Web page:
In the video Anna Sutton from the Business School describes how she set students a one hour challenge to create a one minute video to describe change management. So I plan to replicate this idea for a seminar activity. This will allow students to create an animation in a low stakes environment, reflect on concepts from lectures, and they’ll get experience of working together as a group. It will be a chance to get some feedback early on in the process, and an opportunity to learn from their experiences.
Anna advises emphasising that it is only short, reassuring them that they have the skills to complete this task, and asking them if they want to support from me or just want to get on with it. Can you think of any more suggestions for making this a smooth process?
No, this isn’t a public health warning. More MMU staff are getting engaged in animating. Julia Robinson, Senior Lecturer in Psychology, attended a conference last Saturday. The conference was: Social Justice: Towards a Model of Personal and Collective Empowerment and you can find out more here.
Having got the animating bug from seeing an animation I made at a party, Julia developed an animation for her presentation called: ‘Working at the Interface of Community and Counselling Psychology’. Here is the animation:
Julia told me: ‘One of my aims was to encourage delegates to think community psychologically in their formulation of client problems and in the planning of their intervention. Presenting a fictitious client story (case study) through animation, proved to be a powerful way to communicate a sense of the whole person beyond the usual text-based representation.The task accompanying the animation was the following:
Listen to the client story.What information is missing? Using the resources you have been introduced to today, try and develop a formulation. What interventions would you plan?
I felt that the application of GoAnimate in this instance, stimulated much discussion around both material and discursive issues pertaining to psychological practice. I hope to develop my skills in using it as a training tool.’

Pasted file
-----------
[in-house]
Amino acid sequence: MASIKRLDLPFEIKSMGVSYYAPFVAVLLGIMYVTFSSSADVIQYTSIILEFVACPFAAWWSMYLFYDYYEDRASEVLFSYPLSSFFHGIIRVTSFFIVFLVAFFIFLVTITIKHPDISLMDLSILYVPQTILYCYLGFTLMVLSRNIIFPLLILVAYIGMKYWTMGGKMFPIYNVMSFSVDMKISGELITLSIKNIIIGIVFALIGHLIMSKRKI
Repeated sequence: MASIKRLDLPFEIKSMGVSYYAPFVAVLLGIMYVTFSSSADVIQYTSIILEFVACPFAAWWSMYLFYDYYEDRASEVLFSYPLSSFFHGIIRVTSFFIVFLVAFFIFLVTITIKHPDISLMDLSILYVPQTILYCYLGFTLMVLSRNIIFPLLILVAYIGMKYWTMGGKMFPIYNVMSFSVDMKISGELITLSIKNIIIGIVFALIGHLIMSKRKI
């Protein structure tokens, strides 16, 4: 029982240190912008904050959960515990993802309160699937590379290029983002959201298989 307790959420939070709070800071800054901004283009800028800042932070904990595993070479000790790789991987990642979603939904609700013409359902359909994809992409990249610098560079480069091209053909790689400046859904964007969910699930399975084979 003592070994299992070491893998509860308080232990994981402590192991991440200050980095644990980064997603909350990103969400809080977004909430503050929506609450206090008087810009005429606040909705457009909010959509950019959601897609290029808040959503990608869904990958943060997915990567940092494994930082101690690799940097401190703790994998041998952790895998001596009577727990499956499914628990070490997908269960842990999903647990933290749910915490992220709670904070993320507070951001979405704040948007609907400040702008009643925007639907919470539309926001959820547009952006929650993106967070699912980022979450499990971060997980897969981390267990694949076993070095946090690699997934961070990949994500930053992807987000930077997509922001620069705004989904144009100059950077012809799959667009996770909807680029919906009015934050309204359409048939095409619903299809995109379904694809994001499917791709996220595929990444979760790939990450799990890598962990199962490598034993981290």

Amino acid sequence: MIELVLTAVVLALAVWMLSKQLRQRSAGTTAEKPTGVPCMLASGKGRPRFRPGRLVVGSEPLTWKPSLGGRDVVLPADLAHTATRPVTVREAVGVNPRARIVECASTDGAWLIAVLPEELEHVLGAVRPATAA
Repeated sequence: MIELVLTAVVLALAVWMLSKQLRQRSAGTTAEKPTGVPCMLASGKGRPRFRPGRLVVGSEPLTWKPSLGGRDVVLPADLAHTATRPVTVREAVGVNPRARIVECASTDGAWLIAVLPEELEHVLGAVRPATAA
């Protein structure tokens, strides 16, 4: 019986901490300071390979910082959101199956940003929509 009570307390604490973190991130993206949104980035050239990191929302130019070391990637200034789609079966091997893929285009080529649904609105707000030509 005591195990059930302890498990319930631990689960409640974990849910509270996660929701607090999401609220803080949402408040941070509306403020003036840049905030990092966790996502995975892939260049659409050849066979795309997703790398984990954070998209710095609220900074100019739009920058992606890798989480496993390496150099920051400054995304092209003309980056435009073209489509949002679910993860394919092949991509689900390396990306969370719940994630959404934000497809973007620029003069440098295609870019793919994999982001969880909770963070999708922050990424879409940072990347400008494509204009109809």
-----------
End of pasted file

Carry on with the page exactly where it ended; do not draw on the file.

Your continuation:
Animation can be used in many ways, and as we keep sharing our ideas, they keep developing. We are about to purchase an educational licence for go-animate to support working with students to develop animations. Watch out for a blog post when we get the licence.
I had never really thought about animation and impact until I met Jenny Fisher in the Birley atrium! Jenny showed me how she was using an animation app to support teaching and learning with her students. In my role as Senior Research Fellow, the dissemination and impact of research findings are, of course, really important. With the next REF already in mind, I immediately thought that using animation could be a good way of presenting research findings in a different way and of reaching different audiences.
In our research we’ve been using ‘impact summary cards’ to disseminate research findings and to try to encourage people to engage with our research outputs including journal articles, presentations and blogs. The cards are bullet pointed summaries of the outputs. You can see an example here: Card 3 . The impact summary cards worked as the basis of the animations and became the ‘story boards’ for the animation themselves. You can see an example here based on the summary card here: http://www.powtoon.com/show/cD6VeJyz38b/becoming-dishuman/
Because I already had the summary cards/story boards, I was able to make 14 animations in a day! (You can see that making them can be a little bit addictive, but making 14 in a day will cure you!).
So far, I’ve used the animations to support lectures, tweeted them and posted links to them from our project blogs.
I’m still learning to use animation and I know that the animations could be improved by slowing them down and adding a voice over and I will continue to develop them over time and, I hope, learn new skills, not least from Jenny and Hayley.
But I’d encourage anybody to have a go – #animateforimpact!